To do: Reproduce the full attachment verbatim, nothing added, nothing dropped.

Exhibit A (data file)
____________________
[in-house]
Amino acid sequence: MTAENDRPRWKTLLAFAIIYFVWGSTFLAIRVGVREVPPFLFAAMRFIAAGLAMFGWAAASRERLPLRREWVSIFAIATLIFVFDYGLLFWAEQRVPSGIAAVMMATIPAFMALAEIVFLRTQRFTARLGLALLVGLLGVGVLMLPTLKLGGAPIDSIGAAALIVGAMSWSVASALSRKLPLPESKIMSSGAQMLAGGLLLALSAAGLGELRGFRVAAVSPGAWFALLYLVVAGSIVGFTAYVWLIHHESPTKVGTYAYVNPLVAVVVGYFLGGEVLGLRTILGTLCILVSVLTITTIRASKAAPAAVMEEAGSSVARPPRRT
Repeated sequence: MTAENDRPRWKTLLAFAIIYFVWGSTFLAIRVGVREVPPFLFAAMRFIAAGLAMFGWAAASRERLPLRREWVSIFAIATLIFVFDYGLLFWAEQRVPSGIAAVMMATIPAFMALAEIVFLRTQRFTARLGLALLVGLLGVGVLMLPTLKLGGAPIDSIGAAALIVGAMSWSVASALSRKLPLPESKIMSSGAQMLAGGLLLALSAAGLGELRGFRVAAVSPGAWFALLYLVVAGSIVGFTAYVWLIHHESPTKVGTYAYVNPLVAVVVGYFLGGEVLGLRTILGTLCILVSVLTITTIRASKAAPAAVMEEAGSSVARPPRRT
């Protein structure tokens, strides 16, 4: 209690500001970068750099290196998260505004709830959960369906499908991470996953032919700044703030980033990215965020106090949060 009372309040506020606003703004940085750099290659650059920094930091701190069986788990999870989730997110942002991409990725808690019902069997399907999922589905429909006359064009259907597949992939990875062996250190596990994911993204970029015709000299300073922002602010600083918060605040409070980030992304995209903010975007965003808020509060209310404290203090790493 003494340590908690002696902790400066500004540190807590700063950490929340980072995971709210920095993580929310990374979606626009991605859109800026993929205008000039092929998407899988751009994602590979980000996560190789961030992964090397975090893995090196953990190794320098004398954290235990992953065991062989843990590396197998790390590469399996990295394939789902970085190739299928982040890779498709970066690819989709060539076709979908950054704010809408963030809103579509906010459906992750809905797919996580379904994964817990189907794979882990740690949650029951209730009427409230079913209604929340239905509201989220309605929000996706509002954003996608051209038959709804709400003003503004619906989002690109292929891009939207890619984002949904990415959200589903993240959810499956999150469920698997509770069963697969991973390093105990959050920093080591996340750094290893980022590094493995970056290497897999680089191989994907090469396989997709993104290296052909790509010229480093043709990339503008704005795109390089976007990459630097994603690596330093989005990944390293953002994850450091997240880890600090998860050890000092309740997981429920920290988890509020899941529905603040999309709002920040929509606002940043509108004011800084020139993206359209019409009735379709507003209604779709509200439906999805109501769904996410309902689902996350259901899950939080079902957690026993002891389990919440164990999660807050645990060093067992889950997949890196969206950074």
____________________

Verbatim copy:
[in-house]
Amino acid sequence: MTAENDRPRWKTLLAFAIIYFVWGSTFLAIRVGVREVPPFLFAAMRFIAAGLAMFGWAAASRERLPLRREWVSIFAIATLIFVFDYGLLFWAEQRVPSGIAAVMMATIPAFMALAEIVFLRTQRFTARLGLALLVGLLGVGVLMLPTLKLGGAPIDSIGAAALIVGAMSWSVASALSRKLPLPESKIMSSGAQMLAGGLLLALSAAGLGELRGFRVAAVSPGAWFALLYLVVAGSIVGFTAYVWLIHHESPTKVGTYAYVNPLVAVVVGYFLGGEVLGLRTILGTLCILVSVLTITTIRASKAAPAAVMEEAGSSVARPPRRT
Repeated sequence: MTAENDRPRWKTLLAFAIIYFVWGSTFLAIRVGVREVPPFLFAAMRFIAAGLAMFGWAAASRERLPLRREWVSIFAIATLIFVFDYGLLFWAEQRVPSGIAAVMMATIPAFMALAEIVFLRTQRFTARLGLALLVGLLGVGVLMLPTLKLGGAPIDSIGAAALIVGAMSWSVASALSRKLPLPESKIMSSGAQMLAGGLLLALSAAGLGELRGFRVAAVSPGAWFALLYLVVAGSIVGFTAYVWLIHHESPTKVGTYAYVNPLVAVVVGYFLGGEVLGLRTILGTLCILVSVLTITTIRASKAAPAAVMEEAGSSVARPPRRT
């Protein structure tokens, strides 16, 4: 209690500001970068750099290196998260505004709830959960369906499908991470996953032919700044703030980033990215965020106090949060 009372309040506020606003703004940085750099290659650059920094930091701190069986788990999870989730997110942002991409990725808690019902069997399907999922589905429909006359064009259907597949992939990875062996250190596990994911993204970029015709000299300073922002602010600083918060605040409070980030992304995209903010975007965003808020509060209310404290203090790493 003494340590908690002696902790400066500004540190807590700063950490929340980072995971709210920095993580929310990374979606626009991605859109800026993929205008000039092929998407899988751009994602590979980000996560190789961030992964090397975090893995090196953990190794320098004398954290235990992953065991062989843990590396197998790390590469399996990295394939789902970085190739299928982040890779498709970066690819989709060539076709979908950054704010809408963030809103579509906010459906992750809905797919996580379904994964817990189907794979882990740690949650029951209730009427409230079913209604929340239905509201989220309605929000996706509002954003996608051209038959709804709400003003503004619906989002690109292929891009939207890619984002949904990415959200589903993240959810499956999150469920698997509770069963697969991973390093105990959050920093080591996340750094290893980022590094493995970056290497897999680089191989994907090469396989997709993104290296052909790509010229480093043709990339503008704005795109390089976007990459630097994603690596330093989005990944390293953002994850450091997240880890600090998860050890000092309740997981429920920290988890509020899941529905603040999309709002920040929509606002940043509108004011800084020139993206359209019409009735379709507003209604779709509200439906999805109501769904996410309902689902996350259901899950939080079902957690026993002891389990919440164990999660807050645990060093067992889950997949890196969206950074």